Samuel Sheldon, 1906 -1907, a physics and electrical engineering professor at Polytechnic Institute in Brooklyn, New York. While at the university, he expanded their laboratories to include physical, mechanical, and electrical engineering research.
Born: 8 March 1862
Died: 4 September 1920
One of the foremost educators in the engineering profession, Dr. Samuel Sheldon, was enthusiastic in his devotion to the advancement of the electrical engineering profession, and in his unbounded faith in the future importance of the Institute. His unfailing support of every movement looking to the logical position of the Institute as the exponent of the highest standards of the electrical art, marked his development as a leader, not only with confidence in himself, but thoroughly appreciative of the work of his associates.
Doctor Sheldon was born in Middlebury, Vt., on March 8, 1862, graduating from Middlebury College in 1883, and remaining there 2 years as instructor in mathematics; he received the degree of A.M. there in 1886. In 1888 he received the degree of Ph.D. at Wurzburg, Germany. During part of this time he was associated with Kohlrausch, the distinguished physicist, in the determination of the ohm as a unit of electric resistance, He was awarded the honorary degree of doctor of science from the University of Pennsylvania in 1906, and from Middlebury College in 1911.
Doctor Sheldon went to the Polytechnic Institute of Brooklyn, N. Y., in 1889, after a year spent at Harvard University as instructor of physics, and was immediately honored with a full professorship in physics and electrical engineering in the newly organized department of electrical engineering. Although only 27 years old, he had a thorough command of his subjects, together with enthusiasm and energy, which he exhibited in the lecture rooms. In addition to having an analytical mind, he had an inspiring and sympathetic personality, which made him valued as a teacher, Under his supervision the shop, mechanical engineering, physical and electrical engineering laboratories were installed.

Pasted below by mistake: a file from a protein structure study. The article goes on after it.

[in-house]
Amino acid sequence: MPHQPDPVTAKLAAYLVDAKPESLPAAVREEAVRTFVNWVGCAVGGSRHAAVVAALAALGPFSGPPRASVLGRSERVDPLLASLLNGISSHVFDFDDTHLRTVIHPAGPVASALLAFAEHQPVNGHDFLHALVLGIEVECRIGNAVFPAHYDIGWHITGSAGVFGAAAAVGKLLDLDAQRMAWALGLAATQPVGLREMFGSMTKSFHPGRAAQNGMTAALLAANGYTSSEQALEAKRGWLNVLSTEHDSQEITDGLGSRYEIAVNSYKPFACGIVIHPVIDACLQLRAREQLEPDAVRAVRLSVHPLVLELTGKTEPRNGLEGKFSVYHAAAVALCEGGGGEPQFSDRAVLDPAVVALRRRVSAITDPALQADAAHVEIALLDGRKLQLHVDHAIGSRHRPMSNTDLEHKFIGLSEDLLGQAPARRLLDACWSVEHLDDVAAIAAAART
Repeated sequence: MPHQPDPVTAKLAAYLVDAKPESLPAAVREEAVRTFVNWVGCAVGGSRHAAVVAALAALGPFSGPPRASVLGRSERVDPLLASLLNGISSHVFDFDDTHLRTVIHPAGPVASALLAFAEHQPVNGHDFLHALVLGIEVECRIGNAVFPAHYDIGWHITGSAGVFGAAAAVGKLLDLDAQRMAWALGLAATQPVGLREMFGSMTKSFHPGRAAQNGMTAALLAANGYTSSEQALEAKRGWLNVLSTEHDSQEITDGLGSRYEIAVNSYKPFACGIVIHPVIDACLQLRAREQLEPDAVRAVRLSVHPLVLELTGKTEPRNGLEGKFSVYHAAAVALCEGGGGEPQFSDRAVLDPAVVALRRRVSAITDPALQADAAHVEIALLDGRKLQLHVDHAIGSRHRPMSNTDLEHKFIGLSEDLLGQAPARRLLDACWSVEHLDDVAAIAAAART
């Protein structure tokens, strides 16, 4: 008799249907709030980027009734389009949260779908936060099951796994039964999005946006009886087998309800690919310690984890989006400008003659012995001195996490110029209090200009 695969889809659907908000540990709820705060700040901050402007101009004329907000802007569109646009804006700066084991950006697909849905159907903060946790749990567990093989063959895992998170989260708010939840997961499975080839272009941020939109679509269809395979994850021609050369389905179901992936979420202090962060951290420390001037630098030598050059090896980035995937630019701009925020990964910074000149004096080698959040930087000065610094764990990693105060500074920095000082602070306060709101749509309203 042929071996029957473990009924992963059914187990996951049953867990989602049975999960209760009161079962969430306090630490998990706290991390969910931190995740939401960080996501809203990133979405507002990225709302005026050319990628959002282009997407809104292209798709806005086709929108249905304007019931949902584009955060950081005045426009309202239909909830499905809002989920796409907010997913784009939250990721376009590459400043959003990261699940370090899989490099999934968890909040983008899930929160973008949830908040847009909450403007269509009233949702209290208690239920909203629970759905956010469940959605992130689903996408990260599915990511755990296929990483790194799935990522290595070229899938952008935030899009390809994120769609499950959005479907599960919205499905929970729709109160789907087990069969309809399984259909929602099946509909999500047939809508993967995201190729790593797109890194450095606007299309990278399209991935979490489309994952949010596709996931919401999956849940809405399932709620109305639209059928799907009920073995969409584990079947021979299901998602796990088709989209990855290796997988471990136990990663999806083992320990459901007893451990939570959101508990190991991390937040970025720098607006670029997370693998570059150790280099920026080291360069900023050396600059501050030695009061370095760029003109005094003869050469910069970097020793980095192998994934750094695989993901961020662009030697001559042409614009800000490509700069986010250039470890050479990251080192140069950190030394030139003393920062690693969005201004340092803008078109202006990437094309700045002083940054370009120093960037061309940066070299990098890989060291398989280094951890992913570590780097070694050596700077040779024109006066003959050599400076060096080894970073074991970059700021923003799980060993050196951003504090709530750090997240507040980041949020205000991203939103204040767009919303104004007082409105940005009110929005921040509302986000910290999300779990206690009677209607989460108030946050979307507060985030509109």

Illness in 1909 necessitated a long vacation which he spent mostly in Europe, where he had an opportunity to visit the principal engineering schools. He returned to the Polytechnic Institute of Brooklyn, and was professor of physics and electrical engineering until the time of his death from Bright's disease on September 4, 1920.
Doctor Sheldon was frequently called upon to give testimony in both the state and federal courts, and for many years following 1903 was an expert of the Swiss Department of Justice and Police. He also carried on an extensive consulting engineering practice in all branches of engineering.
He served the Institute as manager for 6 years, and vice-president for 2 years, in addition to holding the presidency from 1906 to 1907. He had been chairman of the papers committee, 1902-06; chairman of the standards committee, 1907-08; chairman of the library committee for a number of years following 1910, besides serving on various other committees.
Dr. Sheldon was a past-president of the New York Electrical Society and a member or fellow of a number of other technical and scientific societies including the APS, AAAS and the Brooklyn Institute of Arts and Sciences. He was the author and joint author of several college textbooks, had written a number of papers on various topics, and contributed extensively to encyclopedias and engineering handbooks. For several years following 1900 he was editorial critic for a publisher of technical books.
Papers of Samuel Sheldon - correspondence and records, 1890 - 1934